What is a threshold? Definition and meaning
The word threshold can mean the level at which something is affected by a particular rule or belongs in a particular class, or the level of money earned or income above which individuals or businesses have to pay tax, or must pay a different rate of tax.
It can also be the area at the bottom of a doorway or door frame that we need to cross in order to enter or leave a room or a house, as in “The groom carried the bride over the threshold.”
In Australia, you do not have to pay tax on the first $18,200 of your income. That is your tax-free threshold. The word also means the area on the floor between the inside and outside of a room or house, at the bottom of a doorway.
Training Threshold: the minimum amount of exercise that a person must complete to help improve his or her physical fitness. If it is not achieved, the exercise is not considered to be an effective one.
Income Tax Threshold: the income level at which an individual starts paying income tax. This is called the personal tax allowance in the UK, the standard deduction and personal exemption in the US, the basic personal amount in Canada, and the tax-free threshold in Australia.
In the United States, the personal exemption increased from $3,950 to $4,000 in 2015. People lose at least part of their exemptions if their adjusted gross income exceeds $154,950 for a married person filing a separate return, $258,250 for a single person, $284,050 for a head of household, and $309,900 for married couples filing jointly.
In the UK, a person’s personal allowance is £11,000.
People with a high pain threshold can withstand a greater severity of pain compared to an average person.
The majority of countries have a tax-free threshold, which is higher if the main earner is married. However, as more and more families have both parents in jobs, in some parts of the world couples may find themselves financially better off if they do not get married.
Interest-Free Threshold: if you have an overdraft and stay within the agreed limit, you do not have to pay interest. Many banks offer this facility. NatWest, a British bank, says: “However, if the amount you overdraw under an arranged facility exceeds these thresholds, interest on the overdrawn balance will be added.”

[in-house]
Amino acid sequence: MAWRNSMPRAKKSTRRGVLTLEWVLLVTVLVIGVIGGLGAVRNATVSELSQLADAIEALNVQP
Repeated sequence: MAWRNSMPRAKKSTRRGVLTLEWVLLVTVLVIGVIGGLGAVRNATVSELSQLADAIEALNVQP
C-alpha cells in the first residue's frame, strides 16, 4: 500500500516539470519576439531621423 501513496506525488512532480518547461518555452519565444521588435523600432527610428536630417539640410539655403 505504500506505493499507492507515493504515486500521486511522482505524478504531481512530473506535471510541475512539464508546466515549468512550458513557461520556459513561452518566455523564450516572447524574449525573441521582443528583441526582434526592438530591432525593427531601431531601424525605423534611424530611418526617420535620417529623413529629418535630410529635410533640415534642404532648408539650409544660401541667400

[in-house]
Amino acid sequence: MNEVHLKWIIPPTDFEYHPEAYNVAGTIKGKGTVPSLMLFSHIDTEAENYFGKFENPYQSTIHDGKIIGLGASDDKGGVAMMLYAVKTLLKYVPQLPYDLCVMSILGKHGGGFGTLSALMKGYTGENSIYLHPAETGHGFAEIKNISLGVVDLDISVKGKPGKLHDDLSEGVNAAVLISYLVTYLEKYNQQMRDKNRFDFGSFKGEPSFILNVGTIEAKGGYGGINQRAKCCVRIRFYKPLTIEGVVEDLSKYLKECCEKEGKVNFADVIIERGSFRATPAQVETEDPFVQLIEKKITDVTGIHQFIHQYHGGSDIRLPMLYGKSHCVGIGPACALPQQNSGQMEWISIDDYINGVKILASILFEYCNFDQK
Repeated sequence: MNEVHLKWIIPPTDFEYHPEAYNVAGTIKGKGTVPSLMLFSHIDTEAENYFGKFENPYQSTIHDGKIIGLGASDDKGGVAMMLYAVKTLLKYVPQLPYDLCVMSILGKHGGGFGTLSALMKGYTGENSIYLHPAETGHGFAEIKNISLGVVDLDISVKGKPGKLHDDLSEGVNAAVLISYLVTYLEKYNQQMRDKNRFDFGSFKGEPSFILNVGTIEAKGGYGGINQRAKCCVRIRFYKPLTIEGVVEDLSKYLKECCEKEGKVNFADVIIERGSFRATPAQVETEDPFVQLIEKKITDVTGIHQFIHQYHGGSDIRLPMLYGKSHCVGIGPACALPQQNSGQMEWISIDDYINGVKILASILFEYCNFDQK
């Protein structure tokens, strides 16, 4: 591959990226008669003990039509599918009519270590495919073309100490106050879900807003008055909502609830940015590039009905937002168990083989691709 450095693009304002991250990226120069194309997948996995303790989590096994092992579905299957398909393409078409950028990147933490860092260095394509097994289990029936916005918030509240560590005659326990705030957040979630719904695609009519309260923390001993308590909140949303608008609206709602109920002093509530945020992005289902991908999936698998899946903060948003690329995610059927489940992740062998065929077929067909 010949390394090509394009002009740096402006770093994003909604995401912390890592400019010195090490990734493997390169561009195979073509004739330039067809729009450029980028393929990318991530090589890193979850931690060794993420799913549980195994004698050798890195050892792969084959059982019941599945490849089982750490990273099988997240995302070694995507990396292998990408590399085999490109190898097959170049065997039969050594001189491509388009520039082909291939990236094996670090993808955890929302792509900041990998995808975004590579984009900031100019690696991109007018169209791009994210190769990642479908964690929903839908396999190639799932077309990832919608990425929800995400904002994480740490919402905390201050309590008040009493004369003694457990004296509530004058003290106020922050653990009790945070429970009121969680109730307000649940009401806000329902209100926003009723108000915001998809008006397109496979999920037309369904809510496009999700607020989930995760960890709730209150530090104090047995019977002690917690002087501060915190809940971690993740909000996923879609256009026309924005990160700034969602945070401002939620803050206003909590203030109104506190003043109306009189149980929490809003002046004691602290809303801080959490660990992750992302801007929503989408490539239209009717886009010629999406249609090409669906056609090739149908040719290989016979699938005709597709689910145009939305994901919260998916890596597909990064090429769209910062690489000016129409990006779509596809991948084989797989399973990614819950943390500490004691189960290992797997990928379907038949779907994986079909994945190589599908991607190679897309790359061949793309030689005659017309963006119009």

The word can also mean ‘on the verge of’ or ‘reaching the point of’, as in “We are on the threshold acquiring the most devastating weapons in history,” or “We are on the threshold of an age of space travel.”
Threshold is used to describe the point at which an outside stimulus – temperature or pressure – activates pain receptors and produces a sensation of pain. If you have a low pain threshold you experience pain much sooner and faster than individuals with higher ones.
German scientists are teaching robots to feel pain, they say it is good for them. If a robot has a limitless pain threshold – is unable to feel pain – it is less likely to avoid potential damage to its electronics, motors and gears.
Sir Alfred Joseph Hitchcock (1899-1980), a British film director and producer, seen by many as ‘The Master of Suspense’, once said: “Luck is everything… My good luck in life was to be a really frightened person. I’m fortunate to be a coward, to have a low threshold of fear, because a hero couldn’t make a good suspense film.” (Image: Wikipedia)
History of threshold
Alfred the Great (849-899), who was King of Wessex (in England) from 871 to 899, translated the Roman philosopher Boethius’ De Consolatione Philosophiae. In that Old English translation, which was done in 888, the word appears as ‘þeorscwold’ (the first letter called a thorn was pronounced as the ‘th’ in the word ‘thin’).
Etymologists – people who study the origins of words – do not know where the Old English word ‘þeorscwold’ came from. It was probably related to ‘threscan’, an Old English word from which we get the meaning ‘to thrash’, and ‘to separate seeds from a harvested plant using a machine or tool’.